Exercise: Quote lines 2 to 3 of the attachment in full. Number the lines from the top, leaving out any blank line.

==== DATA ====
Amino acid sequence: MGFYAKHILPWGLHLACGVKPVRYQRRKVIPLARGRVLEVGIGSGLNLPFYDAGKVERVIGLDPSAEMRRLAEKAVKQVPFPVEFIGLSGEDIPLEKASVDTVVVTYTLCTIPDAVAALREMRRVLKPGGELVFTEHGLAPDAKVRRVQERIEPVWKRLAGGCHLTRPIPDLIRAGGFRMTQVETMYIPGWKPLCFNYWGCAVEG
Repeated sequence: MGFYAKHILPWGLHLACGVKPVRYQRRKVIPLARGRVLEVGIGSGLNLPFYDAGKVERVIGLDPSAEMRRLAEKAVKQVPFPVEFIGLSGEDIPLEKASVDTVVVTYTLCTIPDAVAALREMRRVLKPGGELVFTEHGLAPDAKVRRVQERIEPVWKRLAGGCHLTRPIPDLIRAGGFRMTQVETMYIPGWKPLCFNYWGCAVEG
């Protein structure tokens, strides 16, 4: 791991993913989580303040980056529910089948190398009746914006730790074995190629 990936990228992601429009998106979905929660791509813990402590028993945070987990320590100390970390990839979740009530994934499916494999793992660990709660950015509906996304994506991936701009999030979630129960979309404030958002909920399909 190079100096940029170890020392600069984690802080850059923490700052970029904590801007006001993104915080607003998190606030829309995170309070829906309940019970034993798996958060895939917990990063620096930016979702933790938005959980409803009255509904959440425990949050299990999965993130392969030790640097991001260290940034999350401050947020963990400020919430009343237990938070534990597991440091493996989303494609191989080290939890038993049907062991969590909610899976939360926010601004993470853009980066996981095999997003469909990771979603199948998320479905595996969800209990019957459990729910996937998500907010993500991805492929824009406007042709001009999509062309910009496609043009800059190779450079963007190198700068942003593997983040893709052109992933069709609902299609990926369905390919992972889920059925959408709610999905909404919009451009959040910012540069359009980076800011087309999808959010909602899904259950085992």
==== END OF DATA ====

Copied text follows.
Repeated sequence: MGFYAKHILPWGLHLACGVKPVRYQRRKVIPLARGRVLEVGIGSGLNLPFYDAGKVERVIGLDPSAEMRRLAEKAVKQVPFPVEFIGLSGEDIPLEKASVDTVVVTYTLCTIPDAVAALREMRRVLKPGGELVFTEHGLAPDAKVRRVQERIEPVWKRLAGGCHLTRPIPDLIRAGGFRMTQVETMYIPGWKPLCFNYWGCAVEG
């Protein structure tokens, strides 16, 4: 791991993913989580303040980056529910089948190398009746914006730790074995190629 990936990228992601429009998106979905929660791509813990402590028993945070987990320590100390970390990839979740009530994934499916494999793992660990709660950015509906996304994506991936701009999030979630129960979309404030958002909920399909 190079100096940029170890020392600069984690802080850059923490700052970029904590801007006001993104915080607003998190606030829309995170309070829906309940019970034993798996958060895939917990990063620096930016979702933790938005959980409803009255509904959440425990949050299990999965993130392969030790640097991001260290940034999350401050947020963990400020919430009343237990938070534990597991440091493996989303494609191989080290939890038993049907062991969590909610899976939360926010601004993470853009980066996981095999997003469909990771979603199948998320479905595996969800209990019957459990729910996937998500907010993500991805492929824009406007042709001009999509062309910009496609043009800059190779450079963007190198700068942003593997983040893709052109992933069709609902299609990926369905390919992972889920059925959408709610999905909404919009451009959040910012540069359009980076800011087309999808959010909602899904259950085992």